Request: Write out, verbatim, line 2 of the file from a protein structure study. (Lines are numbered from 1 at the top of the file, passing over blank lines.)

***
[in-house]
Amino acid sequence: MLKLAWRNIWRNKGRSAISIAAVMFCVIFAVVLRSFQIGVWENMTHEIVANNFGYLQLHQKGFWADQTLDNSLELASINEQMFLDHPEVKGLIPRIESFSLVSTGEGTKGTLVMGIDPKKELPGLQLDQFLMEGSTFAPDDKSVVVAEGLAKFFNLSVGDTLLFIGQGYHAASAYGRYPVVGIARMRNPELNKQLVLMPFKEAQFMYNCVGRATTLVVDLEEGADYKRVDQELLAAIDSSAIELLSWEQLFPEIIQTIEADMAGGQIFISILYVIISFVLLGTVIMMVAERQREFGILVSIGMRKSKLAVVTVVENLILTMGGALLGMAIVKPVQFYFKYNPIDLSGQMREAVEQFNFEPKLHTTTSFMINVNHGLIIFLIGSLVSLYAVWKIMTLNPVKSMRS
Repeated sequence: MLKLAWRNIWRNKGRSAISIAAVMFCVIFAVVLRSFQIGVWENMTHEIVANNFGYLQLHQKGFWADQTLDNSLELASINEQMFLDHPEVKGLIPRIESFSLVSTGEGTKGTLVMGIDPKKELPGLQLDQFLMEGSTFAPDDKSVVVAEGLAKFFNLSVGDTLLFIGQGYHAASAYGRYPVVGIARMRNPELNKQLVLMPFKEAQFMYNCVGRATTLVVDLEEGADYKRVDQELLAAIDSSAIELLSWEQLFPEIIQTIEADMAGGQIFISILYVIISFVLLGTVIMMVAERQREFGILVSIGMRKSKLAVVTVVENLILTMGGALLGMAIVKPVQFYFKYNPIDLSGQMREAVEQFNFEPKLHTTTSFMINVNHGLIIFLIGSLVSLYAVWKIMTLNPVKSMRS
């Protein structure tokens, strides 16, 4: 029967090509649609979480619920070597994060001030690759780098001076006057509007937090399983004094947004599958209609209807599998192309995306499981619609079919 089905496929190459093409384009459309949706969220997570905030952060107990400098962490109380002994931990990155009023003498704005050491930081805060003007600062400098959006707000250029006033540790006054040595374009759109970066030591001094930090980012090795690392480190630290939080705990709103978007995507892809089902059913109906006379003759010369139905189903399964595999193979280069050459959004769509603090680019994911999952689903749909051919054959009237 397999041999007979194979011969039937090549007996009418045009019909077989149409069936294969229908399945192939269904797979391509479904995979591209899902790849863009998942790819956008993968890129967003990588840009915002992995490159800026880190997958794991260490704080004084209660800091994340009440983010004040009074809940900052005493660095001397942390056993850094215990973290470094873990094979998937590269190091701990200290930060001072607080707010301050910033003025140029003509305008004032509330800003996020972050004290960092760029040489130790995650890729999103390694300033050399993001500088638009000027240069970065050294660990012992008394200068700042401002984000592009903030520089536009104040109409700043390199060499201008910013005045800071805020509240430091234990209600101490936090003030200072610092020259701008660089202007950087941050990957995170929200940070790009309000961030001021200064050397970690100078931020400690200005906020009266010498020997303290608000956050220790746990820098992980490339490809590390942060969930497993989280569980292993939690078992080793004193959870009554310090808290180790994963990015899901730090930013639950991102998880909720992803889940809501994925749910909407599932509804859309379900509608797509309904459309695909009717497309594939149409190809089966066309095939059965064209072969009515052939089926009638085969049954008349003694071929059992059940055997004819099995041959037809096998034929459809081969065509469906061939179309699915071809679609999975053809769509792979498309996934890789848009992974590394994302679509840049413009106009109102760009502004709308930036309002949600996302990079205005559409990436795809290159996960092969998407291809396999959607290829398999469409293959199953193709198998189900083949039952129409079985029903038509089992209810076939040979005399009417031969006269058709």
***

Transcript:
Amino acid sequence: MLKLAWRNIWRNKGRSAISIAAVMFCVIFAVVLRSFQIGVWENMTHEIVANNFGYLQLHQKGFWADQTLDNSLELASINEQMFLDHPEVKGLIPRIESFSLVSTGEGTKGTLVMGIDPKKELPGLQLDQFLMEGSTFAPDDKSVVVAEGLAKFFNLSVGDTLLFIGQGYHAASAYGRYPVVGIARMRNPELNKQLVLMPFKEAQFMYNCVGRATTLVVDLEEGADYKRVDQELLAAIDSSAIELLSWEQLFPEIIQTIEADMAGGQIFISILYVIISFVLLGTVIMMVAERQREFGILVSIGMRKSKLAVVTVVENLILTMGGALLGMAIVKPVQFYFKYNPIDLSGQMREAVEQFNFEPKLHTTTSFMINVNHGLIIFLIGSLVSLYAVWKIMTLNPVKSMRS